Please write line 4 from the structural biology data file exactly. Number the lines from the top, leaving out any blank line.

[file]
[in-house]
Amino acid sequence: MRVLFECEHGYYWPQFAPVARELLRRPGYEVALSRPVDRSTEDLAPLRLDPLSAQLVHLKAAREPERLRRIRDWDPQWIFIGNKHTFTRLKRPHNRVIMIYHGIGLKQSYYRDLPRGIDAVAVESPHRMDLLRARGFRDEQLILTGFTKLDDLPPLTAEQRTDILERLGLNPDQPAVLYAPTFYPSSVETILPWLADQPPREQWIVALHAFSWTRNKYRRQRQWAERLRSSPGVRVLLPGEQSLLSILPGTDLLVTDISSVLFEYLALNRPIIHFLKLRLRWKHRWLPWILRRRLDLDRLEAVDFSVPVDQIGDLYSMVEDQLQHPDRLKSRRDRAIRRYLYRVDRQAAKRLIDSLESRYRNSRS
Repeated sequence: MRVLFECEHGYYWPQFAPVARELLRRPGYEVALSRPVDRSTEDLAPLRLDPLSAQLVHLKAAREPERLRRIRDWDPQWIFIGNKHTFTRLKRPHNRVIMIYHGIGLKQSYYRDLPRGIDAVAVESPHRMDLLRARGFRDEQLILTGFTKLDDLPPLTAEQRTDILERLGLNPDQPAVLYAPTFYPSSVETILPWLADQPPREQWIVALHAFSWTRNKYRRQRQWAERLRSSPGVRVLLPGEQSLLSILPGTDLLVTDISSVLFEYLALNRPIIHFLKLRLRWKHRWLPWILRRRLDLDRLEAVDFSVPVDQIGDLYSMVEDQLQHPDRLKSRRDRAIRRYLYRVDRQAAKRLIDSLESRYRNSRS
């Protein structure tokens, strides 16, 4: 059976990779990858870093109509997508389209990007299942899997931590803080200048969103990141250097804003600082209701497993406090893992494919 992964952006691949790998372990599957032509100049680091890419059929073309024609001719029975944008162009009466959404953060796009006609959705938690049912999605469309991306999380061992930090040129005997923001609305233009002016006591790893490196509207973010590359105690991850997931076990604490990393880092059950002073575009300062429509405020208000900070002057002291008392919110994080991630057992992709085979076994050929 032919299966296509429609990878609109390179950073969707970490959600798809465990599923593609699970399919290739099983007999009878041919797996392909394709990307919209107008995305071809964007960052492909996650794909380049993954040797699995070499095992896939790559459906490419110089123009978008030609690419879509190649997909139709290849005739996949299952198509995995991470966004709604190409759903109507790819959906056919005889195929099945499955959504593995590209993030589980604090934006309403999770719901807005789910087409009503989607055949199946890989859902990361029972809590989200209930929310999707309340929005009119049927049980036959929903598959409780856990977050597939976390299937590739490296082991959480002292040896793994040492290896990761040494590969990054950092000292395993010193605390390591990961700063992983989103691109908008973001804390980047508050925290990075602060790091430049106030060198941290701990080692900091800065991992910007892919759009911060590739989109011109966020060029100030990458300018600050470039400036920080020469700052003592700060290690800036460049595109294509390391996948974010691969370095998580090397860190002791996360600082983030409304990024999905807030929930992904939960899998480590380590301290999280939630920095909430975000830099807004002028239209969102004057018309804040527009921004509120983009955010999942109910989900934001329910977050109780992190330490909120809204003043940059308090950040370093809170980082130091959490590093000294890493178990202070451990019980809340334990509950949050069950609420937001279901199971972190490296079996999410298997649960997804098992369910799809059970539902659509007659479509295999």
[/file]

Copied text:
């Protein structure tokens, strides 16, 4: 059976990779990858870093109509997508389209990007299942899997931590803080200048969103990141250097804003600082209701497993406090893992494919 992964952006691949790998372990599957032509100049680091890419059929073309024609001719029975944008162009009466959404953060796009006609959705938690049912999605469309991306999380061992930090040129005997923001609305233009002016006591790893490196509207973010590359105690991850997931076990604490990393880092059950002073575009300062429509405020208000900070002057002291008392919110994080991630057992992709085979076994050929 032919299966296509429609990878609109390179950073969707970490959600798809465990599923593609699970399919290739099983007999009878041919797996392909394709990307919209107008995305071809964007960052492909996650794909380049993954040797699995070499095992896939790559459906490419110089123009978008030609690419879509190649997909139709290849005739996949299952198509995995991470966004709604190409759903109507790819959906056919005889195929099945499955959504593995590209993030589980604090934006309403999770719901807005789910087409009503989607055949199946890989859902990361029972809590989200209930929310999707309340929005009119049927049980036959929903598959409780856990977050597939976390299937590739490296082991959480002292040896793994040492290896990761040494590969990054950092000292395993010193605390390591990961700063992983989103691109908008973001804390980047508050925290990075602060790091430049106030060198941290701990080692900091800065991992910007892919759009911060590739989109011109966020060029100030990458300018600050470039400036920080020469700052003592700060290690800036460049595109294509390391996948974010691969370095998580090397860190002791996360600082983030409304990024999905807030929930992904939960899998480590380590301290999280939630920095909430975000830099807004002028239209969102004057018309804040527009921004509120983009955010999942109910989900934001329910977050109780992190330490909120809204003043940059308090950040370093809170980082130091959490590093000294890493178990202070451990019980809340334990509950949050069950609420937001279901199971972190490296079996999410298997649960997804098992369910799809059970539902659509007659479509295999």